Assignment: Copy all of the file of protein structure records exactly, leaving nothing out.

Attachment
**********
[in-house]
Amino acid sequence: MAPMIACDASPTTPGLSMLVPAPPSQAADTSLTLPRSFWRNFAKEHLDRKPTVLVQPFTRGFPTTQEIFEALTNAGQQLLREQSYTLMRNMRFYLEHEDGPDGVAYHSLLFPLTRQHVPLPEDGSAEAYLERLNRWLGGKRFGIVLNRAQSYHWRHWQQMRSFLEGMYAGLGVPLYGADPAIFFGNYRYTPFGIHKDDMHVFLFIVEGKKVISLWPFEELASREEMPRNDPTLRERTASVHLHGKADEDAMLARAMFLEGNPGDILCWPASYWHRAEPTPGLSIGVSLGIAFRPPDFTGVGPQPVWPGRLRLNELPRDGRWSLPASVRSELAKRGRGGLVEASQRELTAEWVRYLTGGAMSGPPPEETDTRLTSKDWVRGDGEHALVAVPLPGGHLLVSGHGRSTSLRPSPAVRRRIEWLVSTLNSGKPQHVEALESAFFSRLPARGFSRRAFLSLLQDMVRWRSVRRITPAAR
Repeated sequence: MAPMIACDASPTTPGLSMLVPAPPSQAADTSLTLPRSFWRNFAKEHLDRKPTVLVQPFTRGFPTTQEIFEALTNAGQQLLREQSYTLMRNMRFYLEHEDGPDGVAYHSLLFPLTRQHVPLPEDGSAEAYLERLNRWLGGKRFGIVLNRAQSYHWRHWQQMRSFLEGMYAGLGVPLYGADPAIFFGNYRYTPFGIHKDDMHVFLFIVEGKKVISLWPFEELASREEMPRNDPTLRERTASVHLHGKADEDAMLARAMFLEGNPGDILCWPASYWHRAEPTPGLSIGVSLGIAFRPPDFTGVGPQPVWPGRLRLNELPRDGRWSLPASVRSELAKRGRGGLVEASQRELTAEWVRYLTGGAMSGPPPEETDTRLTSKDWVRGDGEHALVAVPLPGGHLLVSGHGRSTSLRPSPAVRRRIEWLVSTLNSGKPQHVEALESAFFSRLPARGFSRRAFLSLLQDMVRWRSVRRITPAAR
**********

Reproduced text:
[in-house]
Amino acid sequence: MAPMIACDASPTTPGLSMLVPAPPSQAADTSLTLPRSFWRNFAKEHLDRKPTVLVQPFTRGFPTTQEIFEALTNAGQQLLREQSYTLMRNMRFYLEHEDGPDGVAYHSLLFPLTRQHVPLPEDGSAEAYLERLNRWLGGKRFGIVLNRAQSYHWRHWQQMRSFLEGMYAGLGVPLYGADPAIFFGNYRYTPFGIHKDDMHVFLFIVEGKKVISLWPFEELASREEMPRNDPTLRERTASVHLHGKADEDAMLARAMFLEGNPGDILCWPASYWHRAEPTPGLSIGVSLGIAFRPPDFTGVGPQPVWPGRLRLNELPRDGRWSLPASVRSELAKRGRGGLVEASQRELTAEWVRYLTGGAMSGPPPEETDTRLTSKDWVRGDGEHALVAVPLPGGHLLVSGHGRSTSLRPSPAVRRRIEWLVSTLNSGKPQHVEALESAFFSRLPARGFSRRAFLSLLQDMVRWRSVRRITPAAR
Repeated sequence: MAPMIACDASPTTPGLSMLVPAPPSQAADTSLTLPRSFWRNFAKEHLDRKPTVLVQPFTRGFPTTQEIFEALTNAGQQLLREQSYTLMRNMRFYLEHEDGPDGVAYHSLLFPLTRQHVPLPEDGSAEAYLERLNRWLGGKRFGIVLNRAQSYHWRHWQQMRSFLEGMYAGLGVPLYGADPAIFFGNYRYTPFGIHKDDMHVFLFIVEGKKVISLWPFEELASREEMPRNDPTLRERTASVHLHGKADEDAMLARAMFLEGNPGDILCWPASYWHRAEPTPGLSIGVSLGIAFRPPDFTGVGPQPVWPGRLRLNELPRDGRWSLPASVRSELAKRGRGGLVEASQRELTAEWVRYLTGGAMSGPPPEETDTRLTSKDWVRGDGEHALVAVPLPGGHLLVSGHGRSTSLRPSPAVRRRIEWLVSTLNSGKPQHVEALESAFFSRLPARGFSRRAFLSLLQDMVRWRSVRRITPAAR